What foods are good sources of vitamin D?

Good dietary sources of vitamin D -- eggs, as well as fortified milk and cereal -- while common in young people's diets, are often missing in elderly people's diets. The best natural dietary source of vitamin D is fresh salmon (preferably wild caught), but canned fish, including salmon, tuna, mackerel and sardines, are also rich in vitamin D. Dried shitake mushrooms are another great source but are usually not staples of most diets.
Dariush Mozaffarian, MD
Internal Medicine
Here are selected food sources of vitamin D from the U.S. Department of Agriculture (USDA) National Nutrient Database for Standard Reference:
  • Salmon, cooked, 3 1/2 ounces
  • Mackerel, cooked, 3 1/2 ounces
  • Tuna fish, canned in oil, drained, 3 ounces
  • Sardines, canned in oil, drained, 1 3/4 ounces
  • Orange juice, fortified, 8 ounces
  • Milk, any fat content, vitamin D-fortified, 1 cup
  • Breakfast cereal, fortified with 10% of the Daily Value (DV), 3/4-cup to 1-cup serving (depending on brand)
Dr. Michael Roizen, MD
Internal Medicine
One way of getting enough vitamin D is through food. Some foods, mainly fish and shellfish, contain vitamin D naturally. Such foods as milk, the major source of vitamin D in food, and most breakfast cereals, contain vitamin D as an additive. These additions, which help prevent rickets (a vitamin D deficiency disease) in children, are synthetic.
Laura Motosko, MSEd, RD
Nutrition & Dietetics

Good sources of vitamin D are found in fortified foods including cows milk, rice milk, soy milk and orange juice.

While vitamin D is naturally present in very few foods, such as fatty fish and mushrooms, many foods are now being fortified with vitamin D, including:

  • Most milks
  • Many brands of orange juice
  • Some yogurt, cheeses, cereals, breads and soy drinks
A registered dietitian can help ensure you are getting an adequate intake of vitamin D and also can help determine if you need dietary supplements to boost your intake.

Vitamin D can be found in fortified milk, fatty fish such as cod, mackerel, tuna, and sardines, in cod-liver oil (this is the highest concentration with up to >300% of your daily value per tablespoon), and eggs. Cereals, breads, and yogurts are sometimes fortified with vitamin D as well. Just check your package labels to find out if your favorites are fortified with D.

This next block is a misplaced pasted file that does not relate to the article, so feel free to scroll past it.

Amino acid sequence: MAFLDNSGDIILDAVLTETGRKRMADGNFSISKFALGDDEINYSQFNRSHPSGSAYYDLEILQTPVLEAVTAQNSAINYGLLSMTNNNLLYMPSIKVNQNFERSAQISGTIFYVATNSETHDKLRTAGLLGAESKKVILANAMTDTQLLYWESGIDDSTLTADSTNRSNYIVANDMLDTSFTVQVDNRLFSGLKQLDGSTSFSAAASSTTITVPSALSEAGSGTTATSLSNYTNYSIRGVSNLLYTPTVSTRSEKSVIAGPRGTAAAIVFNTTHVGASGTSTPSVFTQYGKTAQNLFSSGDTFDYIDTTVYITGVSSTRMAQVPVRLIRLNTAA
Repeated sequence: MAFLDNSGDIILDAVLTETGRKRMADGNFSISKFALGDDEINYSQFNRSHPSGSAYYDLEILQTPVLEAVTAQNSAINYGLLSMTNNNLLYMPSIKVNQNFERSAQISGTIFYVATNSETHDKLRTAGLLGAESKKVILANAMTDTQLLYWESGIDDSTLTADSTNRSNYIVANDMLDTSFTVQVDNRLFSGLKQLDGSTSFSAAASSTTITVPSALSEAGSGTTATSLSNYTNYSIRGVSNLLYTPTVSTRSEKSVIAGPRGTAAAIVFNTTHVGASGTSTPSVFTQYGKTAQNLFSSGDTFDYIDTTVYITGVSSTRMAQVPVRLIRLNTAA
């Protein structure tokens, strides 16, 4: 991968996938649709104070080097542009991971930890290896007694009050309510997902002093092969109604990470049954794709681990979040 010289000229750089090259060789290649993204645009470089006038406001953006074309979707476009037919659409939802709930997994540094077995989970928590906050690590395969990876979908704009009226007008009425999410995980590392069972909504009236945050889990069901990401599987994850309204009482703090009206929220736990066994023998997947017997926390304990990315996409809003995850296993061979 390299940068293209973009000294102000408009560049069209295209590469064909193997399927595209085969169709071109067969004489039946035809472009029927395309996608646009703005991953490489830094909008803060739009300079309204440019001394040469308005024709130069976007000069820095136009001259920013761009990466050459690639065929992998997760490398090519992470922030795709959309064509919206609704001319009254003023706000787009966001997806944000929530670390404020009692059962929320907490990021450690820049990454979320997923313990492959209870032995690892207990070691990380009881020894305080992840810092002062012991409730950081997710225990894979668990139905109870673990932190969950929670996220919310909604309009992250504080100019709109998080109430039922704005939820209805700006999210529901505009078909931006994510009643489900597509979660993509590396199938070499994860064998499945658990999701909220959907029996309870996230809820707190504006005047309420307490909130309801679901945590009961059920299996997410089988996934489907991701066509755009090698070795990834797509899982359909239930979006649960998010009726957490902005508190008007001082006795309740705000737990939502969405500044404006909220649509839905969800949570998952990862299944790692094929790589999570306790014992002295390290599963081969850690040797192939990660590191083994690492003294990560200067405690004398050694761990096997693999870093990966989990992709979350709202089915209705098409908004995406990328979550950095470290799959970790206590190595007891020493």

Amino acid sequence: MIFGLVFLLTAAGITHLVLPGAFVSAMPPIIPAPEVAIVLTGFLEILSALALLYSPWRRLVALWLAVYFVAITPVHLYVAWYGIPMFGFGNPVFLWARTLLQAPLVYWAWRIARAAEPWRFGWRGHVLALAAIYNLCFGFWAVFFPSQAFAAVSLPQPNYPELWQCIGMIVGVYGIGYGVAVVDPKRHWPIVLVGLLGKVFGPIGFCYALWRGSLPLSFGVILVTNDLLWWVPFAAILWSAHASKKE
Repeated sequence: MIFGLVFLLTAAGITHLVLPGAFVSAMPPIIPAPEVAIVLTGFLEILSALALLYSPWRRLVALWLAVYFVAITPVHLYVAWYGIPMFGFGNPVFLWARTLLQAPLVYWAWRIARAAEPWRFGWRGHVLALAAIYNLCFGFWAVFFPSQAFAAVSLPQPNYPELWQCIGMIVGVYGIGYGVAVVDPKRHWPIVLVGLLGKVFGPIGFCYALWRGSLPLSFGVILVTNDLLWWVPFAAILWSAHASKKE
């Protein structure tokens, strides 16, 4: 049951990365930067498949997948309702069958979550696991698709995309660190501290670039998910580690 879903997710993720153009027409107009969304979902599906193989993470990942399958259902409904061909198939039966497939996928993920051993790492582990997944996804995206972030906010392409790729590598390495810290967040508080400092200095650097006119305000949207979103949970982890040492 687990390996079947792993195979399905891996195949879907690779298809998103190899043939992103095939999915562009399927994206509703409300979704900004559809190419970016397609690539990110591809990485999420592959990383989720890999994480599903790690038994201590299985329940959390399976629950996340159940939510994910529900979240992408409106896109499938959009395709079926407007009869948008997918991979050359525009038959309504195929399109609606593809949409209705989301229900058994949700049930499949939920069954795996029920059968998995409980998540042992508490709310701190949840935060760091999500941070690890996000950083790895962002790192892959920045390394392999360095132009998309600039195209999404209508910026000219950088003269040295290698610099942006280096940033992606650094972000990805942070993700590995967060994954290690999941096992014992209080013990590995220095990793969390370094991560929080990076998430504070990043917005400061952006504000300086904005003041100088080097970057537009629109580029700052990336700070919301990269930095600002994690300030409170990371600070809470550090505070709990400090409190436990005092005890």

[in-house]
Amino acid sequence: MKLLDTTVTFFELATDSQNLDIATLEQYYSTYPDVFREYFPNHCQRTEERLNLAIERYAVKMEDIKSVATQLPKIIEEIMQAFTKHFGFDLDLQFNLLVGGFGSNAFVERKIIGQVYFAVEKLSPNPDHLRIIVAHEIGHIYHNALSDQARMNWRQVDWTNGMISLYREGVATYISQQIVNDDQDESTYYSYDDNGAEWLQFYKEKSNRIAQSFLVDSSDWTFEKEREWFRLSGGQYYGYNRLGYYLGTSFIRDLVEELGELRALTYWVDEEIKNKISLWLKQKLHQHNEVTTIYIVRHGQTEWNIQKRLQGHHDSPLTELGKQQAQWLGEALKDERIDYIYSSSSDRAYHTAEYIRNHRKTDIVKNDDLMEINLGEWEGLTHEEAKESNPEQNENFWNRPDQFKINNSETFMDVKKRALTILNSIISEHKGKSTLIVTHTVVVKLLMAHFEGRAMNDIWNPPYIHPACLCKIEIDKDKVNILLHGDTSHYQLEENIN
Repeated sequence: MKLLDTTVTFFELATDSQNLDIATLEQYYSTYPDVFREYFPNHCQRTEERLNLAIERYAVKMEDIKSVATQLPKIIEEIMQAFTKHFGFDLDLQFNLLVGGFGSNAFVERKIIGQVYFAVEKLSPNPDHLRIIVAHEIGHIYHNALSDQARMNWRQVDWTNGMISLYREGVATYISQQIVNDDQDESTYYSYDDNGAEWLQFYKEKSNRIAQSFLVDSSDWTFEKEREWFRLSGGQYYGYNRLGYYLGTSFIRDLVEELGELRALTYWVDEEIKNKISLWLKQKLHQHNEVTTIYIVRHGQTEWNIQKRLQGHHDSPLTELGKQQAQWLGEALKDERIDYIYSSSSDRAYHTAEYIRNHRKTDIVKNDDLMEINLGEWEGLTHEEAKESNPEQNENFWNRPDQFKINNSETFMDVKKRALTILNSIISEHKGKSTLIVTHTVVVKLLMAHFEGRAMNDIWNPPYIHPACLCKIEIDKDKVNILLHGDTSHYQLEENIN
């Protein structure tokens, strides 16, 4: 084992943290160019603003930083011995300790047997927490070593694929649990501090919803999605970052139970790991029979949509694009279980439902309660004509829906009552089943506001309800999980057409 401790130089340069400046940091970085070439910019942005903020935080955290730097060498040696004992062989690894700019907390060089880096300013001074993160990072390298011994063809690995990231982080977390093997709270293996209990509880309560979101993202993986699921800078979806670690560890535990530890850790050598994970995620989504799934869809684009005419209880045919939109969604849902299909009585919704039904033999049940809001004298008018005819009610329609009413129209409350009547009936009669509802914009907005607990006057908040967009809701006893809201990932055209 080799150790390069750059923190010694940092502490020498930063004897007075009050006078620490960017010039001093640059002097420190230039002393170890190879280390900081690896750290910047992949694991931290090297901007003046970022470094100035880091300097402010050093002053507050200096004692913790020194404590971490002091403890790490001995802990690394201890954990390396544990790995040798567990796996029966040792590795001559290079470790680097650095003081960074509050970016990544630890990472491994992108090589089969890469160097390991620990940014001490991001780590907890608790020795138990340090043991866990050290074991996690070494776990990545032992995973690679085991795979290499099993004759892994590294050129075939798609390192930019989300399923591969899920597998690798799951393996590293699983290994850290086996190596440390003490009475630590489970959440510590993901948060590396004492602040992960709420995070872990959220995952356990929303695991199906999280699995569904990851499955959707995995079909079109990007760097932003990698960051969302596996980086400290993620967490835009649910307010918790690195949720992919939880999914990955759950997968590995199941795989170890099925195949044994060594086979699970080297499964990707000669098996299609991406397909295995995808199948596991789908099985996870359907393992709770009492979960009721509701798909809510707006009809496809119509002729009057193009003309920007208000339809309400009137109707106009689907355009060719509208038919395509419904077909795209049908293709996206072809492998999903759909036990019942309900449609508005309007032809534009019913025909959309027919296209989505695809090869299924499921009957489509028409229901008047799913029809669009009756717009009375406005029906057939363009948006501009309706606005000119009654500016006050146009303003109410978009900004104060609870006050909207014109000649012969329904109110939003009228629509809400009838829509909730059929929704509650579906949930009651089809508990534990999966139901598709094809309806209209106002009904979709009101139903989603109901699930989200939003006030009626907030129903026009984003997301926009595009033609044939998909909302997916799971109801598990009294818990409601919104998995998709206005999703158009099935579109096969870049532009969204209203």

Grant Cooper, MD
Physical Medicine & Rehabilitation
Vitamin D is found primarily in foods to which vitamin D has been added ("fortified"). This vitamin is critical for bone health. Milk is usually fortified with vitamin D, but other dairy products such as cheese and ice cream generally are not. Calcium metabolism requires vitamin D, and it is also needed to maintain sufficient phosphorus levels in the blood. Other significant sources of dietary vitamin D include cod liver oil, tuna, salmon, fortified breakfast cereal, and eggs.
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Alternative & Complementary Medicine
Good sources of vitamin D include fish and other kinds of seafood. Fish like herring, catfish, trout and salmon are very high in vitamin D. Oysters and mollusks are also rich in D. Soymilk and tofu can also be a good source of D. But the one thing that’s richest in vitamin D is grandma’s old favorite: cod liver oil!

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Important: This content reflects information from various individuals and organizations and may offer alternative or opposing points of view. It should not be used for medical advice, diagnosis or treatment. As always, you should consult with your healthcare provider about your specific health needs.